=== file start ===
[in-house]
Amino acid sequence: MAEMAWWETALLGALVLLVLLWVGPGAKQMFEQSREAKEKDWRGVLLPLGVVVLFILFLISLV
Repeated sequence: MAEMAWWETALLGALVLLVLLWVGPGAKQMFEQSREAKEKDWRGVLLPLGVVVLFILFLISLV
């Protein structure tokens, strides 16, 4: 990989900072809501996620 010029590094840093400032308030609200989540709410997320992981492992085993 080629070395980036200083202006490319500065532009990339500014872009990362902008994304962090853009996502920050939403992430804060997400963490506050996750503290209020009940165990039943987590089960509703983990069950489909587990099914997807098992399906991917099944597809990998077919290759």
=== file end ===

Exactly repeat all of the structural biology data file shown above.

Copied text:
[in-house]
Amino acid sequence: MAEMAWWETALLGALVLLVLLWVGPGAKQMFEQSREAKEKDWRGVLLPLGVVVLFILFLISLV
Repeated sequence: MAEMAWWETALLGALVLLVLLWVGPGAKQMFEQSREAKEKDWRGVLLPLGVVVLFILFLISLV
């Protein structure tokens, strides 16, 4: 990989900072809501996620 010029590094840093400032308030609200989540709410997320992981492992085993 080629070395980036200083202006490319500065532009990339500014872009990362902008994304962090853009996502920050939403992430804060997400963490506050996750503290209020009940165990039943987590089960509703983990069950489909587990099914997807098992399906991917099944597809990998077919290759």